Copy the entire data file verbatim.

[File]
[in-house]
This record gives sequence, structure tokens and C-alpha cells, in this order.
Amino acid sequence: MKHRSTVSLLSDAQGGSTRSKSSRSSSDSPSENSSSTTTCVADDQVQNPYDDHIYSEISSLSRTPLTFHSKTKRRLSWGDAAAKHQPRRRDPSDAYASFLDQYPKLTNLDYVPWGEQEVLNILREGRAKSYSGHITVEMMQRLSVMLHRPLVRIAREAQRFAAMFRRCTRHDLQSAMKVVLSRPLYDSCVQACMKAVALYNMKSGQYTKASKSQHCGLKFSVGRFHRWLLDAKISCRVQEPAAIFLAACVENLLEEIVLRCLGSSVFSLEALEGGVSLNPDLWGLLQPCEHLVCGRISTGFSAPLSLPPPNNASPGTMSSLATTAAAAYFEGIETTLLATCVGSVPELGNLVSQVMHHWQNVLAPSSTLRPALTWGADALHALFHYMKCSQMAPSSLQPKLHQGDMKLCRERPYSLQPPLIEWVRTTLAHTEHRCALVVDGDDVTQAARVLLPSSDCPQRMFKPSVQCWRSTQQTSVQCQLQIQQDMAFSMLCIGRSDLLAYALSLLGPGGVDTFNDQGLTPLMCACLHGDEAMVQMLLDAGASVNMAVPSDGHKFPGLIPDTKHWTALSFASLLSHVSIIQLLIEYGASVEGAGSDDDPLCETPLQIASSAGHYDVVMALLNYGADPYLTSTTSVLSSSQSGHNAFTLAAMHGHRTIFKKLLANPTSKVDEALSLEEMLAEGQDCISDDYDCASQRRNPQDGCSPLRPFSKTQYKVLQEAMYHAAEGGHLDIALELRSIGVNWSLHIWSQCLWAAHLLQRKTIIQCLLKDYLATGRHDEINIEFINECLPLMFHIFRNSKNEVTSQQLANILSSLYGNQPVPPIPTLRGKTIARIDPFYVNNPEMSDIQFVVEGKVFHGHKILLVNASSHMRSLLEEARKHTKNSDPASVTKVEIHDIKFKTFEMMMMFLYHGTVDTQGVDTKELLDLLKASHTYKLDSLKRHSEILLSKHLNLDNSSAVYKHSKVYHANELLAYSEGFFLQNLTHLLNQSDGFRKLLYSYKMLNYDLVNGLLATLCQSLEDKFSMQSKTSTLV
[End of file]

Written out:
[in-house]
This record gives sequence, structure tokens and C-alpha cells, in this order.
Amino acid sequence: MKHRSTVSLLSDAQGGSTRSKSSRSSSDSPSENSSSTTTCVADDQVQNPYDDHIYSEISSLSRTPLTFHSKTKRRLSWGDAAAKHQPRRRDPSDAYASFLDQYPKLTNLDYVPWGEQEVLNILREGRAKSYSGHITVEMMQRLSVMLHRPLVRIAREAQRFAAMFRRCTRHDLQSAMKVVLSRPLYDSCVQACMKAVALYNMKSGQYTKASKSQHCGLKFSVGRFHRWLLDAKISCRVQEPAAIFLAACVENLLEEIVLRCLGSSVFSLEALEGGVSLNPDLWGLLQPCEHLVCGRISTGFSAPLSLPPPNNASPGTMSSLATTAAAAYFEGIETTLLATCVGSVPELGNLVSQVMHHWQNVLAPSSTLRPALTWGADALHALFHYMKCSQMAPSSLQPKLHQGDMKLCRERPYSLQPPLIEWVRTTLAHTEHRCALVVDGDDVTQAARVLLPSSDCPQRMFKPSVQCWRSTQQTSVQCQLQIQQDMAFSMLCIGRSDLLAYALSLLGPGGVDTFNDQGLTPLMCACLHGDEAMVQMLLDAGASVNMAVPSDGHKFPGLIPDTKHWTALSFASLLSHVSIIQLLIEYGASVEGAGSDDDPLCETPLQIASSAGHYDVVMALLNYGADPYLTSTTSVLSSSQSGHNAFTLAAMHGHRTIFKKLLANPTSKVDEALSLEEMLAEGQDCISDDYDCASQRRNPQDGCSPLRPFSKTQYKVLQEAMYHAAEGGHLDIALELRSIGVNWSLHIWSQCLWAAHLLQRKTIIQCLLKDYLATGRHDEINIEFINECLPLMFHIFRNSKNEVTSQQLANILSSLYGNQPVPPIPTLRGKTIARIDPFYVNNPEMSDIQFVVEGKVFHGHKILLVNASSHMRSLLEEARKHTKNSDPASVTKVEIHDIKFKTFEMMMMFLYHGTVDTQGVDTKELLDLLKASHTYKLDSLKRHSEILLSKHLNLDNSSAVYKHSKVYHANELLAYSEGFFLQNLTHLLNQSDGFRKLLYSYKMLNYDLVNGLLATLCQSLEDKFSMQSKTSTLV